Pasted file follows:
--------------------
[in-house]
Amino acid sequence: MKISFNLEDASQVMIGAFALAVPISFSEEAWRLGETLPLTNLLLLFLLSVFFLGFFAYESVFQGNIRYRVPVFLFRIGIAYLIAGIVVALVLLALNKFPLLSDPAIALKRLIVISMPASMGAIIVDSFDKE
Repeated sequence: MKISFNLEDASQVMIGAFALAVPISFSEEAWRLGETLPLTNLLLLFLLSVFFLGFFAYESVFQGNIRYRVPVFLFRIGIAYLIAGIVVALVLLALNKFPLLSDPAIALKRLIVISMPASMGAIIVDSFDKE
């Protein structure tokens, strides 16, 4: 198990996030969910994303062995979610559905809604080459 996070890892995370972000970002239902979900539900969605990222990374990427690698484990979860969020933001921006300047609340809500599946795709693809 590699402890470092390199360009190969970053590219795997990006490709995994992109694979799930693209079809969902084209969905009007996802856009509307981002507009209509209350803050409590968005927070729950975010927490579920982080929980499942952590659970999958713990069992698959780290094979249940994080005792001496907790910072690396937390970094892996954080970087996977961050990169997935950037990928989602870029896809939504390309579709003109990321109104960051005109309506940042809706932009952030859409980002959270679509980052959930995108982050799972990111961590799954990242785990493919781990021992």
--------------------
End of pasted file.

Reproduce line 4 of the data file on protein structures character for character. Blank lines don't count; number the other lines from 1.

């Protein structure tokens, strides 16, 4: 198990996030969910994303062995979610559905809604080459 996070890892995370972000970002239902979900539900969605990222990374990427690698484990979860969020933001921006300047609340809500599946795709693809 590699402890470092390199360009190969970053590219795997990006490709995994992109694979799930693209079809969902084209969905009007996802856009509307981002507009209509209350803050409590968005927070729950975010927490579920982080929980499942952590659970999958713990069992698959780290094979249940994080005792001496907790910072690396937390970094892996954080970087996977961050990169997935950037990928989602870029896809939504390309579709003109990321109104960051005109309506940042809706932009952030859409980002959270679509980052959930995108982050799972990111961590799954990242785990493919781990021992």